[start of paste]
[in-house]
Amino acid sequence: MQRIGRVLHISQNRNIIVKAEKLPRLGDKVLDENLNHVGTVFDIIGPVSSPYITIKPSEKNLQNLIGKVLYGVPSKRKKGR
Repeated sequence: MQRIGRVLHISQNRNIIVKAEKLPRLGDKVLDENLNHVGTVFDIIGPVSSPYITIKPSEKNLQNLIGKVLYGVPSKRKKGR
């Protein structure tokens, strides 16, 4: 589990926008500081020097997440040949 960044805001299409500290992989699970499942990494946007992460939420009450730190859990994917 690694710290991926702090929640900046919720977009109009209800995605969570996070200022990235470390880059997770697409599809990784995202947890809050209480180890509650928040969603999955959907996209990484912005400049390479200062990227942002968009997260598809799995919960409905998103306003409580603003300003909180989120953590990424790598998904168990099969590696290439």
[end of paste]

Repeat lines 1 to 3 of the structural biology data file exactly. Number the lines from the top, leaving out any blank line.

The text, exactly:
[in-house]
Amino acid sequence: MQRIGRVLHISQNRNIIVKAEKLPRLGDKVLDENLNHVGTVFDIIGPVSSPYITIKPSEKNLQNLIGKVLYGVPSKRKKGR
Repeated sequence: MQRIGRVLHISQNRNIIVKAEKLPRLGDKVLDENLNHVGTVFDIIGPVSSPYITIKPSEKNLQNLIGKVLYGVPSKRKKGR